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pone.0127029.g001: MscS, the structure and its mutations affecting cell shape.A. Crystal structure of the MscS homoheptamer (PDB ID:2OAR) representing the nonconductive state of the channel [36]. ABDOM (aa 175–265) of each subunit is shown in orange and the C-terminal fragment (aa 266–286), which is deleted in the MscSΔ266–286 mutant, is shown in red. White arrow indicates the thickness of the membrane. B. Overexpression of ABDOM leads to cell filamentation, while cells expressing wt-MscS did not differ in shape from control cells (empty vector). The highest level of cell filamentation was observed when truncated MscSΔ266–286 was expressed (note the presence of branched filaments). The amount of regular cell filaments induced by MscSΔ266–286 was unaffected by double mutation A51N/F68N, which prevents ion conduction through the channel pore. Scale bar represents 10 μm. Expression of the proteins was confirmed by Western blotting variants tagged with HA epitope (S1 Fig).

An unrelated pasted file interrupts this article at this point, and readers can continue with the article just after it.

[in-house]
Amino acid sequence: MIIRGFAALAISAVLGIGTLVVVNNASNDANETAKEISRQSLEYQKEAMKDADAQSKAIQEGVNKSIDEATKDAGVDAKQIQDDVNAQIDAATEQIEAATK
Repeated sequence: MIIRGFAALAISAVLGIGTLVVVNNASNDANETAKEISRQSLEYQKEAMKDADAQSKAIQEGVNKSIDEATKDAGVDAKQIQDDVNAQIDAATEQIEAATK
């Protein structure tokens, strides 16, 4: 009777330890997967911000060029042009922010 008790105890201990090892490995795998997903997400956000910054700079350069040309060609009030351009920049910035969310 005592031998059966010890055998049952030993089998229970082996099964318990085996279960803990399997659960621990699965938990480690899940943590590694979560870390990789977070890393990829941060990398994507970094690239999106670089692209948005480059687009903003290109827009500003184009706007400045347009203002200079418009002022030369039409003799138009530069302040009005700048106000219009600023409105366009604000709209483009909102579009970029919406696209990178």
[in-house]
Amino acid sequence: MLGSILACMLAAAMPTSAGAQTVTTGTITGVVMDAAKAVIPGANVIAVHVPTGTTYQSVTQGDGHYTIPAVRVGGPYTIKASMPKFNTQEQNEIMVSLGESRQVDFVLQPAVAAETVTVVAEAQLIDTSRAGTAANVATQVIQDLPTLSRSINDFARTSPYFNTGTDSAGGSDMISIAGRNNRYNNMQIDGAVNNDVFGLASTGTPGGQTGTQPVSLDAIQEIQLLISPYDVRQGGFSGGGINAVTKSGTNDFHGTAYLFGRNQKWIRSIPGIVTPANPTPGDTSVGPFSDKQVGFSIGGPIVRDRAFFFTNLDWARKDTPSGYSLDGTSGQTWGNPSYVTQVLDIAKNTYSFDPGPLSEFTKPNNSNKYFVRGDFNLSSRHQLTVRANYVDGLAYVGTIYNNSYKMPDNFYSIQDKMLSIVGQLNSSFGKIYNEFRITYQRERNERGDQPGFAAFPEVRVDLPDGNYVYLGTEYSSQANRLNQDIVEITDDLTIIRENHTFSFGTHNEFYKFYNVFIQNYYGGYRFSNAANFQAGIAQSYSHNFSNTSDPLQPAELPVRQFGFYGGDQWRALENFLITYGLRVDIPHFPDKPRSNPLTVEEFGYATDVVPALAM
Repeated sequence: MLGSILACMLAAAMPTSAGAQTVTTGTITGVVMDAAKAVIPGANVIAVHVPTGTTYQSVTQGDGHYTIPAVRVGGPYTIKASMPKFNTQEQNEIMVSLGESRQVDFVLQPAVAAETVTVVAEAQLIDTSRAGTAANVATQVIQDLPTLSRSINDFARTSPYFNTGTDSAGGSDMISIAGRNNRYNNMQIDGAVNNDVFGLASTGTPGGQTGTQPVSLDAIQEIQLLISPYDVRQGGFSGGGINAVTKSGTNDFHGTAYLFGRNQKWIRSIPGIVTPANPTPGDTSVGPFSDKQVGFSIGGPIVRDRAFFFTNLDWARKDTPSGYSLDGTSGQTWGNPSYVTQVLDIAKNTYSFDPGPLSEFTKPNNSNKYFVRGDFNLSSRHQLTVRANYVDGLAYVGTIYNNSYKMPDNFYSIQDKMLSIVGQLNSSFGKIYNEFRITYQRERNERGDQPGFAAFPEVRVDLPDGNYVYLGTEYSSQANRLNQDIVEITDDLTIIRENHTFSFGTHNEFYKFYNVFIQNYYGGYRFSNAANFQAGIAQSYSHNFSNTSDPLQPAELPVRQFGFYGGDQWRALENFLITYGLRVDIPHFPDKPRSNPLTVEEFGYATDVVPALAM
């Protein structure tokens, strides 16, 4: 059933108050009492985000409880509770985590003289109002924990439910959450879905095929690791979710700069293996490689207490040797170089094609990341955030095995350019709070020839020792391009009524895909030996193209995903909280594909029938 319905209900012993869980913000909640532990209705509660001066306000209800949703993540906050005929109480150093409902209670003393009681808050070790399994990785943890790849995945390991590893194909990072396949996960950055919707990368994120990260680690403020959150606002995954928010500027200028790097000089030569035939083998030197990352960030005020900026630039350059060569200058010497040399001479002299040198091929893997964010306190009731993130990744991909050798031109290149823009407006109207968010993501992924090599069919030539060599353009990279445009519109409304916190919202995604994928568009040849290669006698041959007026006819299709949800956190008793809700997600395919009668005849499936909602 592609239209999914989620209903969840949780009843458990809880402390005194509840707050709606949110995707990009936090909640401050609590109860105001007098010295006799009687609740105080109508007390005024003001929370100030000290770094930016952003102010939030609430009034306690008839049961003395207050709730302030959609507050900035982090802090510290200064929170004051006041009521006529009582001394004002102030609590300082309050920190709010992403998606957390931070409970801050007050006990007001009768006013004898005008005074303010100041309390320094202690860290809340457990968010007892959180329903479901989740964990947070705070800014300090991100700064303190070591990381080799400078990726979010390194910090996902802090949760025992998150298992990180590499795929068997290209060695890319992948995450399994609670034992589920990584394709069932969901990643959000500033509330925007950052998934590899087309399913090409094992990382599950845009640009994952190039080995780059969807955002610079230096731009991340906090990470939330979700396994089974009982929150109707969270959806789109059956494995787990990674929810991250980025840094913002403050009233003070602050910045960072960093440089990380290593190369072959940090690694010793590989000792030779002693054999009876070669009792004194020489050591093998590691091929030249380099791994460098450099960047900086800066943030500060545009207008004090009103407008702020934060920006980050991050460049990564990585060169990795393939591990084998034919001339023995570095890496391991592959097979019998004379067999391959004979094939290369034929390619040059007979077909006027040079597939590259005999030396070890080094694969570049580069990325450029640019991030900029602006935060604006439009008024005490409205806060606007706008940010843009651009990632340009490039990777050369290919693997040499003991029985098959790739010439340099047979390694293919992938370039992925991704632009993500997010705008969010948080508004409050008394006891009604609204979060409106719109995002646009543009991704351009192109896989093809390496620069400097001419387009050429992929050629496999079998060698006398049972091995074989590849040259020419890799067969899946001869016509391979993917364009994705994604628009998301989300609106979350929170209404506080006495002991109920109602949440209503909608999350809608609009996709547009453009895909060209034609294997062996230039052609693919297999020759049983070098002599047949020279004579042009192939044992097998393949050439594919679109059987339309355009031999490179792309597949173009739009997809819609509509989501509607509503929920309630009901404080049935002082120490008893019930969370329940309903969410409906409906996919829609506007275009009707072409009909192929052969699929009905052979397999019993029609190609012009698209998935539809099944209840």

Mentions: MscL has relatively simple closed—open—closed transitions during gating [5]. In contrast, after opening, the MscS channel undergoes inactivation that completely shuts the channel under sustained force [6,7]. As patch-clamp experiments show, a release of tension is a prerequisite for a return transition from the inactivated to the closed state for MscS [7,8]. Important insight into the molecular mechanism of gating has emerged from crystal structures of MscS, which have provided information on the inactivated [9] and partially open [10] conformations, as well as from kinetic analysis, electron paramagnetic resonance (EPR) studies and computational studies (reviewed in [11]). While these works led to an understanding of the conformational changes of the transmembrane domains and the force transmission between lipids and the channel, as well as solute transport through the gate, less is known about the large cytoplasmic (aa 133–286) region of MscS [9] (Fig 1, panel A). The cytoplasmic part of MscS forms a structure resembling a chamber with seven openings at the side and one at the bottom. The chamber is believed to serve as a molecular sieve [9,12,13], however, it does not form a rigid structure, as one might expect of a sieve. Instead, as demonstrated by experiments and molecular dynamics simulations, the chamber undergoes large conformational changes during channel activation, inactivation and closing, which change its shape and volume [14–20].